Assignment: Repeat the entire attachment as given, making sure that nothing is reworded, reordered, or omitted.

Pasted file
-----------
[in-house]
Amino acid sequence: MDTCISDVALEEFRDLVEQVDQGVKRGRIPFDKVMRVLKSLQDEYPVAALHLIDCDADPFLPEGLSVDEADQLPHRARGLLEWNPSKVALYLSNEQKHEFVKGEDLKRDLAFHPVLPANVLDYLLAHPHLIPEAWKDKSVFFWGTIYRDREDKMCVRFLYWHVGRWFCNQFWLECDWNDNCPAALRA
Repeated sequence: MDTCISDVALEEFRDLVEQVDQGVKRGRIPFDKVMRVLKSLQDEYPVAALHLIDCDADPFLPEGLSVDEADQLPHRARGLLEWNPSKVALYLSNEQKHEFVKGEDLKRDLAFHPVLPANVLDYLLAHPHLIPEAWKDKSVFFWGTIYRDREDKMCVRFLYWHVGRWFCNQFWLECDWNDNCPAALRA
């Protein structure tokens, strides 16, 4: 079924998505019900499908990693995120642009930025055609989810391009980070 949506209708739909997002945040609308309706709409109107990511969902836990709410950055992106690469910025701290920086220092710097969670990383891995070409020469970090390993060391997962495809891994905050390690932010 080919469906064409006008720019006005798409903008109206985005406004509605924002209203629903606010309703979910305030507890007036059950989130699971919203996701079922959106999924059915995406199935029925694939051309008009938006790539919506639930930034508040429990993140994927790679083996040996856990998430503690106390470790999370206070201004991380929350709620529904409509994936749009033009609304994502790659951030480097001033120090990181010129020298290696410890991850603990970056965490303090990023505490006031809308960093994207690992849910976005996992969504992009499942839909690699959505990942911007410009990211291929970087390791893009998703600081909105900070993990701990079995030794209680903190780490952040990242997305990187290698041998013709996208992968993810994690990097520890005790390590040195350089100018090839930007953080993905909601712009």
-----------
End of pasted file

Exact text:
[in-house]
Amino acid sequence: MDTCISDVALEEFRDLVEQVDQGVKRGRIPFDKVMRVLKSLQDEYPVAALHLIDCDADPFLPEGLSVDEADQLPHRARGLLEWNPSKVALYLSNEQKHEFVKGEDLKRDLAFHPVLPANVLDYLLAHPHLIPEAWKDKSVFFWGTIYRDREDKMCVRFLYWHVGRWFCNQFWLECDWNDNCPAALRA
Repeated sequence: MDTCISDVALEEFRDLVEQVDQGVKRGRIPFDKVMRVLKSLQDEYPVAALHLIDCDADPFLPEGLSVDEADQLPHRARGLLEWNPSKVALYLSNEQKHEFVKGEDLKRDLAFHPVLPANVLDYLLAHPHLIPEAWKDKSVFFWGTIYRDREDKMCVRFLYWHVGRWFCNQFWLECDWNDNCPAALRA
């Protein structure tokens, strides 16, 4: 079924998505019900499908990693995120642009930025055609989810391009980070 949506209708739909997002945040609308309706709409109107990511969902836990709410950055992106690469910025701290920086220092710097969670990383891995070409020469970090390993060391997962495809891994905050390690932010 080919469906064409006008720019006005798409903008109206985005406004509605924002209203629903606010309703979910305030507890007036059950989130699971919203996701079922959106999924059915995406199935029925694939051309008009938006790539919506639930930034508040429990993140994927790679083996040996856990998430503690106390470790999370206070201004991380929350709620529904409509994936749009033009609304994502790659951030480097001033120090990181010129020298290696410890991850603990970056965490303090990023505490006031809308960093994207690992849910976005996992969504992009499942839909690699959505990942911007410009990211291929970087390791893009998703600081909105900070993990701990079995030794209680903190780490952040990242997305990187290698041998013709996208992968993810994690990097520890005790390590040195350089100018090839930007953080993905909601712009």